Kashmir kids find refuge in makeshift schools amid uprising

AP Photo
AP Photo/Dar Yasin

SRINAGAR, India (AP) — When Kashmir erupted in anti-India protests almost four months ago, 14-year-old Shazia Batool was sequestered at home – forbidden from venturing out as stone-throwing protesters faced off in street clashes with government forces and demanded an end to Indian rule in the disputed Himalayan region.

Batool’s school was shuttered as businesses went on strike. For weeks, she saw only her mother and two siblings. “It was more like being in a prison … it was maddening,” the ninth-grader said.

Now Batool and other children have found refuge and resumed lessons in a makeshift school set up by volunteers in a Srinagar mosque.

“Now at least I’m meeting other people. It feels better,” she said.

With Kashmir daily life still paralyzed by strikes and rolling curfews, dozens of ad hoc learning centers have popped up in homes and religious centers, and thousands of students from grades 5-12 have signed up.

They gather during daylight hours, often sitting on the floor, to hear a teacher read aloud from a text or practice mathematical equations in a shared notebook.

The centers are doing more than just helping students prepare for upcoming exams, organizers said. They’re keeping kids off the streets and giving them comfort amid a civilian uprising sparked when a popular rebel leader was killed by Indian forces July 8.

Since then, at least 90 civilians have been killed, most of them shot by government troops during protests. Some schools have been turned into paramilitary bunkers ringed by razor wire and soldiers with machine guns. Nearly 20 others have been set on fire by people described by police as “miscreants.”

The learning centers “have kept kids somewhat busy in their studies at a time when everyone is traumatized,” said Javaid Bhat, one of many government teachers who have volunteered at the centers. “They provide a glimmer of hope and some contentment, too.”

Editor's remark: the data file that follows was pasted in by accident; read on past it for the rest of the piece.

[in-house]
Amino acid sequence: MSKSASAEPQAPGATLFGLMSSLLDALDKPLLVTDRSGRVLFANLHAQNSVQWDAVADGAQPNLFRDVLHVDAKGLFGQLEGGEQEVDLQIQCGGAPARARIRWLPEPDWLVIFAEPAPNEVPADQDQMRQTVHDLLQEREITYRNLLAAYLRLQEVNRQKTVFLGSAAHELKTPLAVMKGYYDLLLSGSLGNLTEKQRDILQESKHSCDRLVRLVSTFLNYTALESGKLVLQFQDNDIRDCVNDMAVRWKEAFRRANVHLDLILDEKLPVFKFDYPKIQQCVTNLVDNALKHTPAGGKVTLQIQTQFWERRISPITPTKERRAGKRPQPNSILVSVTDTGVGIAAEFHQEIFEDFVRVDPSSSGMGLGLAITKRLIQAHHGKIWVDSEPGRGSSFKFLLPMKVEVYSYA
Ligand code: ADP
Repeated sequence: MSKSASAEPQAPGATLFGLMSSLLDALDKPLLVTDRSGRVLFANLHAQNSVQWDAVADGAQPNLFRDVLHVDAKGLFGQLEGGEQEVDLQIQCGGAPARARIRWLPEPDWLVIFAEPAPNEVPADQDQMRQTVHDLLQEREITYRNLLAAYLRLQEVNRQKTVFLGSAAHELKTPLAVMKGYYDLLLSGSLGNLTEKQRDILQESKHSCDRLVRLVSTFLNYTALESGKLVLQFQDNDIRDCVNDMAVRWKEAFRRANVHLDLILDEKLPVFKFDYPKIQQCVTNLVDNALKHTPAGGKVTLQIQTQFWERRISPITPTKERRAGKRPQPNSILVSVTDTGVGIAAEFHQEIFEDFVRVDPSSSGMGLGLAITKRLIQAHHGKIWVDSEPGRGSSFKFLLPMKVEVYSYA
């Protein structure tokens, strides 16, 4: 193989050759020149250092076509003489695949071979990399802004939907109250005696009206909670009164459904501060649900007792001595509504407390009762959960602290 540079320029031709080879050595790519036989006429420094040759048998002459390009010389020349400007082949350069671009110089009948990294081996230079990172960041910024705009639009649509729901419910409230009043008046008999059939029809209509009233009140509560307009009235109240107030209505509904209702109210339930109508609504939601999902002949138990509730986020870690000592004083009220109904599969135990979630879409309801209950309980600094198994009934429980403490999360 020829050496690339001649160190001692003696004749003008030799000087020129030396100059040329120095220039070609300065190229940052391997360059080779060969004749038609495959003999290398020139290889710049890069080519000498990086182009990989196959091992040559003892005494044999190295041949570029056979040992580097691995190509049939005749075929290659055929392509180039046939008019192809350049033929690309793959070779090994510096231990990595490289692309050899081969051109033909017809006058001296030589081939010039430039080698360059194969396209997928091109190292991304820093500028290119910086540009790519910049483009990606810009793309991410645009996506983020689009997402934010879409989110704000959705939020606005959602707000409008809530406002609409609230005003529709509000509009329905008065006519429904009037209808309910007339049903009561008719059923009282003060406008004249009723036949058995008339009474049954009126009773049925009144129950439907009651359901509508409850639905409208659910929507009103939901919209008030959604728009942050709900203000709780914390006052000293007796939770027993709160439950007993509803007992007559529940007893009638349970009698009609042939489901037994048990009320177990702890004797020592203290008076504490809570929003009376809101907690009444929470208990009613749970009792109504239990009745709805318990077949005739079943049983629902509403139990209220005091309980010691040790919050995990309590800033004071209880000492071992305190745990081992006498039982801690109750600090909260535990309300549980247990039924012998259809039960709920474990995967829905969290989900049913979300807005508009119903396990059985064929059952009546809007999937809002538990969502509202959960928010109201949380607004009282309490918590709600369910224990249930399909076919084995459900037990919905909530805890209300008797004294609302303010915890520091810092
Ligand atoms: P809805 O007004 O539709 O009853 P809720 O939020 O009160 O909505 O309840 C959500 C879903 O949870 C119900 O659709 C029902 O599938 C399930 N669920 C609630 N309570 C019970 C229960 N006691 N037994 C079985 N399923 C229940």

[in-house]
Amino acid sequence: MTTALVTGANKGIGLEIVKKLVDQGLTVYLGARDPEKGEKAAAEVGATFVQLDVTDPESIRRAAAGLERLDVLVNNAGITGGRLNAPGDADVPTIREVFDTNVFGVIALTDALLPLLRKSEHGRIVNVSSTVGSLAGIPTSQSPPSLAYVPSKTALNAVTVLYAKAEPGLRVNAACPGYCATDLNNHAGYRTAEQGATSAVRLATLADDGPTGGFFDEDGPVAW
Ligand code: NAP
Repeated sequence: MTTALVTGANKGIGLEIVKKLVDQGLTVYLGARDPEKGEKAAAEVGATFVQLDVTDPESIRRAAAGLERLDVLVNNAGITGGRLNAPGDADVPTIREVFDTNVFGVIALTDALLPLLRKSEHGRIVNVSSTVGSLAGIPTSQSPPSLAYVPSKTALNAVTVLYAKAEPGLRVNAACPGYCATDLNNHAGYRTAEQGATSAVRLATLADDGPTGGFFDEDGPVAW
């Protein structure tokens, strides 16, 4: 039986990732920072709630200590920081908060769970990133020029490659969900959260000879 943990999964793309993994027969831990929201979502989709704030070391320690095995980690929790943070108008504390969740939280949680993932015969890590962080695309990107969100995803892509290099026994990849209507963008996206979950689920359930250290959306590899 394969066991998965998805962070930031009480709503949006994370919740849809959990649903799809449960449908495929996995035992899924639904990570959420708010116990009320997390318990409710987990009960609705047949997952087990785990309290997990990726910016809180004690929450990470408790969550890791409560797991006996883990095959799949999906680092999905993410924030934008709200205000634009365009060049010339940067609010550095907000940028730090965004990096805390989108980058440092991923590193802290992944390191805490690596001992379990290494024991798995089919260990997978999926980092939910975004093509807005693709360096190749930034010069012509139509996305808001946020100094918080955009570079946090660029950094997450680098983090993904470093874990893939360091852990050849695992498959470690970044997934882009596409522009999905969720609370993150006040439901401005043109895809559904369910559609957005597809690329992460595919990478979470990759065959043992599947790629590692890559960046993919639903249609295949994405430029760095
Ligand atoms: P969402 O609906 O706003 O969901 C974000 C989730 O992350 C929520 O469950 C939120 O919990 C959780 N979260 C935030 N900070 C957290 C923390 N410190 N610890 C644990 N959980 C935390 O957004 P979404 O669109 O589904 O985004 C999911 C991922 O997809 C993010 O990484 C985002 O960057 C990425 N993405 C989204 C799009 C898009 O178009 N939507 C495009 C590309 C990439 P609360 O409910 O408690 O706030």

Still, most students in India-controlled Kashmir live too far from any centers to attend, or have been caught up in the street violence themselves. Students account for many of those killed in the uprising, and for most of the more than 1,000 people blinded or partially blinded by shotgun pellets fired by government forces at protesters. Authorities have locked up hundreds of teenagers for fear they might rally more protests.

“Blood and ink can’t flow together!” read one placard held aloft by a teenage girl at a recent protest. “Justice for pellet victim students,” read another.

Kashmir has been under a tight security lockdown, along with a separatist-sponsored strike, as Indian forces struggle to quell the uprising and arrest thousands of civilian protesters. The region, also claimed by Pakistan, is divided between the two nuclear-armed neighbors by a heavily militarized Line of Control.

India has blamed Pakistan for supplying anti-India rebels with arms and training, and for encouraging the civil unrest to destabilize the Delhi-backed government in Srinagar. Pakistan has denied the allegation, insisting it offers only moral support to the rebels and Kashmiris who want the region to be independent or merged with Pakistan.

With no political efforts being made to break the impasse, Kashmir’s government has said it wants to open schools as soon as possible, and has announced exams will take place in November. Police have been asked to arrange exams for students jailed for allegedly throwing stones at government forces or participating in protests.

The attempt to hold exams and resume official classwork has been met with more anger, and demands that exams be postponed until March. Protesters accuse the government of shutting schools when it suits them for a crackdown, and then forcing them to reopen as a way of restoring normalcy before safety is restored.

“Now suddenly they are worried for students,” said G.N. Var, head of the Kashmir Private Schools Association. “This is hypocrisy. Every now and then exams have been deferred, so why not now?”

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